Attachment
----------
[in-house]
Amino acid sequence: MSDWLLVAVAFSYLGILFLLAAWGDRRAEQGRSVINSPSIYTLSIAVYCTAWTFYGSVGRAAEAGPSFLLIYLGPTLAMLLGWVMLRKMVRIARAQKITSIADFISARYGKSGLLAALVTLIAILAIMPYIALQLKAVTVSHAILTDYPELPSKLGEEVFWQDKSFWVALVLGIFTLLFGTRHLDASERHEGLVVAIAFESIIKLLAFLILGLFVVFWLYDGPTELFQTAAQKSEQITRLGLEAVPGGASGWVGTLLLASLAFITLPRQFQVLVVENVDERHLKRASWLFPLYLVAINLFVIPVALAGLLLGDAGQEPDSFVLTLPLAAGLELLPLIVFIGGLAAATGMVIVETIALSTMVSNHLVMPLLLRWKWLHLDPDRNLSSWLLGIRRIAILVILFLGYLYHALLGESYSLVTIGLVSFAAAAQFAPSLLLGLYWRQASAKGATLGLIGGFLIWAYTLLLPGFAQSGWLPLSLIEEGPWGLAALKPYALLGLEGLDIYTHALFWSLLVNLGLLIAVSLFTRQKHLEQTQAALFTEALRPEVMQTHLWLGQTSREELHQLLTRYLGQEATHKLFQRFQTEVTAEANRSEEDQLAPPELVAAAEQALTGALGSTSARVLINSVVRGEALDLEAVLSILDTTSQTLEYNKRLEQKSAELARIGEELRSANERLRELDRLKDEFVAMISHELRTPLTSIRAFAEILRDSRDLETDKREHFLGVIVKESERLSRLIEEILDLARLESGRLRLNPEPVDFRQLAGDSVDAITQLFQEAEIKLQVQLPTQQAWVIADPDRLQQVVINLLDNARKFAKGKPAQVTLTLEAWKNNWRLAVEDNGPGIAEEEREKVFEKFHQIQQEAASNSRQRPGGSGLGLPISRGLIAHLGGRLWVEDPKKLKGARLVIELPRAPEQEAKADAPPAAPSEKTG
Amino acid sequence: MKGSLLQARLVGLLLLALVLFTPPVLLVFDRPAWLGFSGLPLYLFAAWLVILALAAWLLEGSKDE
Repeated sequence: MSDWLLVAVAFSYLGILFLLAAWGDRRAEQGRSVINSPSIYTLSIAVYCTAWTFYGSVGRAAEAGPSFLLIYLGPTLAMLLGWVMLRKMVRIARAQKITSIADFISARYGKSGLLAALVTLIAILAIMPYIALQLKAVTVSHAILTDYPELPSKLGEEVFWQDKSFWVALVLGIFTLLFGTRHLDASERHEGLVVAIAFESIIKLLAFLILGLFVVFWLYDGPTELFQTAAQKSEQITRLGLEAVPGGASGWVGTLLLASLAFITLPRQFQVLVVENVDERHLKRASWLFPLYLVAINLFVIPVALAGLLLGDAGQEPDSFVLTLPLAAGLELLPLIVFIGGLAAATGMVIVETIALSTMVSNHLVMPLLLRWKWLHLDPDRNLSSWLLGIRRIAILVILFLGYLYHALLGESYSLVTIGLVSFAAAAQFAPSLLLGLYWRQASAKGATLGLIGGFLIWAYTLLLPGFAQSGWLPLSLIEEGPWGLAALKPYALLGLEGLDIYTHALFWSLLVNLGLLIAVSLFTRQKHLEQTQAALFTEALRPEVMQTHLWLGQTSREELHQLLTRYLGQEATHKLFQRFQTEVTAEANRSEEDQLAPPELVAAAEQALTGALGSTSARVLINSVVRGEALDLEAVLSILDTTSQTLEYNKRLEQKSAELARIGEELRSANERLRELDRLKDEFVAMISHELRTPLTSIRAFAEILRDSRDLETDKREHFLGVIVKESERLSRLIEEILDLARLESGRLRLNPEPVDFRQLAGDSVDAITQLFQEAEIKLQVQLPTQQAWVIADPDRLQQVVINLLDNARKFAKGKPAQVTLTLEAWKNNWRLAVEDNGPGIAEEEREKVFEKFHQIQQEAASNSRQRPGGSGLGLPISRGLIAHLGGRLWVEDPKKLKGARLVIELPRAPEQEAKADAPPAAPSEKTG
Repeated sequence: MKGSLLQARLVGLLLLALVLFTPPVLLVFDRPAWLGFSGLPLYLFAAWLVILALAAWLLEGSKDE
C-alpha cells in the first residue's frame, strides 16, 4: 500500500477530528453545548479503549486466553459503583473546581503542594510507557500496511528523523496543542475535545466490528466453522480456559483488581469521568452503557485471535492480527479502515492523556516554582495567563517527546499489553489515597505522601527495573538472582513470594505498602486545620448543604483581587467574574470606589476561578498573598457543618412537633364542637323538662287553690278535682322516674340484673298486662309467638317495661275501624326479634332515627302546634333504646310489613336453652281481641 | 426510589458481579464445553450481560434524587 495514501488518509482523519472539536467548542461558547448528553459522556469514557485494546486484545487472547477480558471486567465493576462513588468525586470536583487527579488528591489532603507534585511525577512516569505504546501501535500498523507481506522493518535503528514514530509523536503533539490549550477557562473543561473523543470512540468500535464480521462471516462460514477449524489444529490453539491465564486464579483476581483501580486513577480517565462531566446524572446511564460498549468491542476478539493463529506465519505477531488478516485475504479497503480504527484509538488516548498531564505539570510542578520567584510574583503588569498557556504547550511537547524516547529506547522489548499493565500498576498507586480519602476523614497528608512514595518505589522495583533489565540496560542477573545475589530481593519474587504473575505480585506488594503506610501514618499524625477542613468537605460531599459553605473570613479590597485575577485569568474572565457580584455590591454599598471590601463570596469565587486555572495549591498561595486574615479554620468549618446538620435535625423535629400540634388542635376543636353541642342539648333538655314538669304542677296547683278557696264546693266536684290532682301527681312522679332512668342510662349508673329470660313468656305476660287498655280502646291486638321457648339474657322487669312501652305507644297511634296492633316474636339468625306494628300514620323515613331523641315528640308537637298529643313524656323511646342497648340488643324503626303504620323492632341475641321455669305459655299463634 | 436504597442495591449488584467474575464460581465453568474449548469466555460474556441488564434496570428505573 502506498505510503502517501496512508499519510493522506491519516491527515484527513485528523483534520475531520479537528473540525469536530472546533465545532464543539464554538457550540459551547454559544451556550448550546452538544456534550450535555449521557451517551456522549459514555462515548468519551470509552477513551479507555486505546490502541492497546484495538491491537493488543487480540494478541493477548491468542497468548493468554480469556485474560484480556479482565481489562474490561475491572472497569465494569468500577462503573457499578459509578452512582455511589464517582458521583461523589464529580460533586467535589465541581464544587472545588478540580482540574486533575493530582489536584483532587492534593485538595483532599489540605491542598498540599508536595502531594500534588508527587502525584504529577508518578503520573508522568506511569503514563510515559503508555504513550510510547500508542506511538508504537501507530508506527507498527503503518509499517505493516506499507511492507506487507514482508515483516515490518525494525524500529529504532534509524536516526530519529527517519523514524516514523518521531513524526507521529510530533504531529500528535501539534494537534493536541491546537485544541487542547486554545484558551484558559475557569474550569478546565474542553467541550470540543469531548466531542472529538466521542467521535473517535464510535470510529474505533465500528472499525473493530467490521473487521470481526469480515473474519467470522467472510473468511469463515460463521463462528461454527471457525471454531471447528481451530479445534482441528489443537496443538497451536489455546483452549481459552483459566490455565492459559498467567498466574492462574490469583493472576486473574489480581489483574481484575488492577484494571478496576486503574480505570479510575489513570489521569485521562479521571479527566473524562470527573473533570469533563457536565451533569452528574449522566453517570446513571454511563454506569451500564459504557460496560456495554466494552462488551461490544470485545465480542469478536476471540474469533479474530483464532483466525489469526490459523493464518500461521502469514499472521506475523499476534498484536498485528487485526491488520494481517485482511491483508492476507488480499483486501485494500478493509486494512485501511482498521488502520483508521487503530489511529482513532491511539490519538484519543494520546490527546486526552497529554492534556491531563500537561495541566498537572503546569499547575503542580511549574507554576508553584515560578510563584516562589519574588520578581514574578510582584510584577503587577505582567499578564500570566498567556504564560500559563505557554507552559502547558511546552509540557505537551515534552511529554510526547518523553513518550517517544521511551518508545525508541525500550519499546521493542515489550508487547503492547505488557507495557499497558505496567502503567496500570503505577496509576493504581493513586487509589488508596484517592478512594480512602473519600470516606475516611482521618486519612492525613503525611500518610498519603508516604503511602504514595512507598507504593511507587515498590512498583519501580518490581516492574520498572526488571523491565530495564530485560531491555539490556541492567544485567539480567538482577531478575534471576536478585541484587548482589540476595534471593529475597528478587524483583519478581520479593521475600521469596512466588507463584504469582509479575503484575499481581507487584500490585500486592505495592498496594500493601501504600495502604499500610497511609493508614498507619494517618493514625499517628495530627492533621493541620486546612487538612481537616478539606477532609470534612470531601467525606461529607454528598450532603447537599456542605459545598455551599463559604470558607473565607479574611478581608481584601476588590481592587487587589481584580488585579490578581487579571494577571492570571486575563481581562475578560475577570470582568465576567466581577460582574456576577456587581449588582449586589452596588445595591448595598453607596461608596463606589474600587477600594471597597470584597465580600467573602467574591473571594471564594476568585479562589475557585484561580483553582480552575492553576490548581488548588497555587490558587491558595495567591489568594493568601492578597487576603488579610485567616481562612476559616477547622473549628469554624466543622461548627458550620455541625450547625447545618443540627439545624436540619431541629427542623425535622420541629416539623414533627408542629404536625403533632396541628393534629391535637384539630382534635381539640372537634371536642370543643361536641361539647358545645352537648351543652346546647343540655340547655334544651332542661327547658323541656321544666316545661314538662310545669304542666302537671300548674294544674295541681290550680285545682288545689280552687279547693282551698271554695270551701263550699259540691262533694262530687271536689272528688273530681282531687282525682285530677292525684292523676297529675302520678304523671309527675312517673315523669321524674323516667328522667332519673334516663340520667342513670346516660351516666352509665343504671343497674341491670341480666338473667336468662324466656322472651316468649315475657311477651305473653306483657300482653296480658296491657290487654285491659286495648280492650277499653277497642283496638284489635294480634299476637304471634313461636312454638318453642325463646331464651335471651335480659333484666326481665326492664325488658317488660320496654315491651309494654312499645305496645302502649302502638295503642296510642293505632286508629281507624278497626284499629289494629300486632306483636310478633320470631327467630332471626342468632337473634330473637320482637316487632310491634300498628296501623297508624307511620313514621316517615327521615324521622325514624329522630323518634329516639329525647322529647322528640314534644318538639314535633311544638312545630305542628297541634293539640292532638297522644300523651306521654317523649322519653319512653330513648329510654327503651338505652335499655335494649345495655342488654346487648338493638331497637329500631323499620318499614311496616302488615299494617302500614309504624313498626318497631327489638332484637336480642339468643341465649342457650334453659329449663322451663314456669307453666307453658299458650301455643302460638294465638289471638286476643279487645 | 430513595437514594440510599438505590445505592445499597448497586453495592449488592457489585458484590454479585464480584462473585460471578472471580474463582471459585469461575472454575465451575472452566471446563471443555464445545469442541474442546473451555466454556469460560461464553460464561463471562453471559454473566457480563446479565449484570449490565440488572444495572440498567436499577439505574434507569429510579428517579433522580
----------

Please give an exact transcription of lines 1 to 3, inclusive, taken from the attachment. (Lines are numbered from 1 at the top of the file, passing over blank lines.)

[in-house]
Amino acid sequence: MSDWLLVAVAFSYLGILFLLAAWGDRRAEQGRSVINSPSIYTLSIAVYCTAWTFYGSVGRAAEAGPSFLLIYLGPTLAMLLGWVMLRKMVRIARAQKITSIADFISARYGKSGLLAALVTLIAILAIMPYIALQLKAVTVSHAILTDYPELPSKLGEEVFWQDKSFWVALVLGIFTLLFGTRHLDASERHEGLVVAIAFESIIKLLAFLILGLFVVFWLYDGPTELFQTAAQKSEQITRLGLEAVPGGASGWVGTLLLASLAFITLPRQFQVLVVENVDERHLKRASWLFPLYLVAINLFVIPVALAGLLLGDAGQEPDSFVLTLPLAAGLELLPLIVFIGGLAAATGMVIVETIALSTMVSNHLVMPLLLRWKWLHLDPDRNLSSWLLGIRRIAILVILFLGYLYHALLGESYSLVTIGLVSFAAAAQFAPSLLLGLYWRQASAKGATLGLIGGFLIWAYTLLLPGFAQSGWLPLSLIEEGPWGLAALKPYALLGLEGLDIYTHALFWSLLVNLGLLIAVSLFTRQKHLEQTQAALFTEALRPEVMQTHLWLGQTSREELHQLLTRYLGQEATHKLFQRFQTEVTAEANRSEEDQLAPPELVAAAEQALTGALGSTSARVLINSVVRGEALDLEAVLSILDTTSQTLEYNKRLEQKSAELARIGEELRSANERLRELDRLKDEFVAMISHELRTPLTSIRAFAEILRDSRDLETDKREHFLGVIVKESERLSRLIEEILDLARLESGRLRLNPEPVDFRQLAGDSVDAITQLFQEAEIKLQVQLPTQQAWVIADPDRLQQVVINLLDNARKFAKGKPAQVTLTLEAWKNNWRLAVEDNGPGIAEEEREKVFEKFHQIQQEAASNSRQRPGGSGLGLPISRGLIAHLGGRLWVEDPKKLKGARLVIELPRAPEQEAKADAPPAAPSEKTG
Amino acid sequence: MKGSLLQARLVGLLLLALVLFTPPVLLVFDRPAWLGFSGLPLYLFAAWLVILALAAWLLEGSKDE